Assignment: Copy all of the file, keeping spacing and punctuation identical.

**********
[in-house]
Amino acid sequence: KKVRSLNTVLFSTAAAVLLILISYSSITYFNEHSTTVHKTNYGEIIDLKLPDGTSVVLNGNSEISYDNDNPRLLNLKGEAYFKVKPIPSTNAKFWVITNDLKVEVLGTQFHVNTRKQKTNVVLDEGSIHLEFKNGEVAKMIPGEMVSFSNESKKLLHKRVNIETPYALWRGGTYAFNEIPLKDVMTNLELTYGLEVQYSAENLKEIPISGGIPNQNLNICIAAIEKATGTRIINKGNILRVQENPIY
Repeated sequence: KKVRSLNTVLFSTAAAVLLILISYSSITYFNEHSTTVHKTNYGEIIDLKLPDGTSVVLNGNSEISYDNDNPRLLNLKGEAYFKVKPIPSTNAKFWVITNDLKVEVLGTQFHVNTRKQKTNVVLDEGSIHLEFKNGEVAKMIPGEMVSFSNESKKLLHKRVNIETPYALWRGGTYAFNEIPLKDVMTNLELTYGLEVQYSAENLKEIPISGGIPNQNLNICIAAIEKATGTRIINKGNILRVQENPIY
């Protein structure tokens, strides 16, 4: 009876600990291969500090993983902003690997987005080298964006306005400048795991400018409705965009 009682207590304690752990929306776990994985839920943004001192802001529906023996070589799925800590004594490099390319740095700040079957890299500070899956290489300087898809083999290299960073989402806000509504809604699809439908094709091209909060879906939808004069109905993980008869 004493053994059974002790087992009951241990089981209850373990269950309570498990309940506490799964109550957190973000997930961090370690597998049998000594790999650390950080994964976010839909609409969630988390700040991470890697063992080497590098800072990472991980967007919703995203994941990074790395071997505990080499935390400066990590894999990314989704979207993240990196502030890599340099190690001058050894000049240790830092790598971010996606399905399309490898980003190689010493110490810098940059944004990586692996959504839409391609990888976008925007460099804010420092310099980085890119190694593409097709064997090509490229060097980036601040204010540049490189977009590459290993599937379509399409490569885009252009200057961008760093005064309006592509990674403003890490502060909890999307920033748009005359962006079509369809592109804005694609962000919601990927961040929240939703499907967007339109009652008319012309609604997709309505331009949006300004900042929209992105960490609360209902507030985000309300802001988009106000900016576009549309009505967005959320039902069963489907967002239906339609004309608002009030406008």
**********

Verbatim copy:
[in-house]
Amino acid sequence: KKVRSLNTVLFSTAAAVLLILISYSSITYFNEHSTTVHKTNYGEIIDLKLPDGTSVVLNGNSEISYDNDNPRLLNLKGEAYFKVKPIPSTNAKFWVITNDLKVEVLGTQFHVNTRKQKTNVVLDEGSIHLEFKNGEVAKMIPGEMVSFSNESKKLLHKRVNIETPYALWRGGTYAFNEIPLKDVMTNLELTYGLEVQYSAENLKEIPISGGIPNQNLNICIAAIEKATGTRIINKGNILRVQENPIY
Repeated sequence: KKVRSLNTVLFSTAAAVLLILISYSSITYFNEHSTTVHKTNYGEIIDLKLPDGTSVVLNGNSEISYDNDNPRLLNLKGEAYFKVKPIPSTNAKFWVITNDLKVEVLGTQFHVNTRKQKTNVVLDEGSIHLEFKNGEVAKMIPGEMVSFSNESKKLLHKRVNIETPYALWRGGTYAFNEIPLKDVMTNLELTYGLEVQYSAENLKEIPISGGIPNQNLNICIAAIEKATGTRIINKGNILRVQENPIY
């Protein structure tokens, strides 16, 4: 009876600990291969500090993983902003690997987005080298964006306005400048795991400018409705965009 009682207590304690752990929306776990994985839920943004001192802001529906023996070589799925800590004594490099390319740095700040079957890299500070899956290489300087898809083999290299960073989402806000509504809604699809439908094709091209909060879906939808004069109905993980008869 004493053994059974002790087992009951241990089981209850373990269950309570498990309940506490799964109550957190973000997930961090370690597998049998000594790999650390950080994964976010839909609409969630988390700040991470890697063992080497590098800072990472991980967007919703995203994941990074790395071997505990080499935390400066990590894999990314989704979207993240990196502030890599340099190690001058050894000049240790830092790598971010996606399905399309490898980003190689010493110490810098940059944004990586692996959504839409391609990888976008925007460099804010420092310099980085890119190694593409097709064997090509490229060097980036601040204010540049490189977009590459290993599937379509399409490569885009252009200057961008760093005064309006592509990674403003890490502060909890999307920033748009005359962006079509369809592109804005694609962000919601990927961040929240939703499907967007339109009652008319012309609604997709309505331009949006300004900042929209992105960490609360209902507030985000309300802001988009106000900016576009549309009505967005959320039902069963489907967002239906339609004309608002009030406008």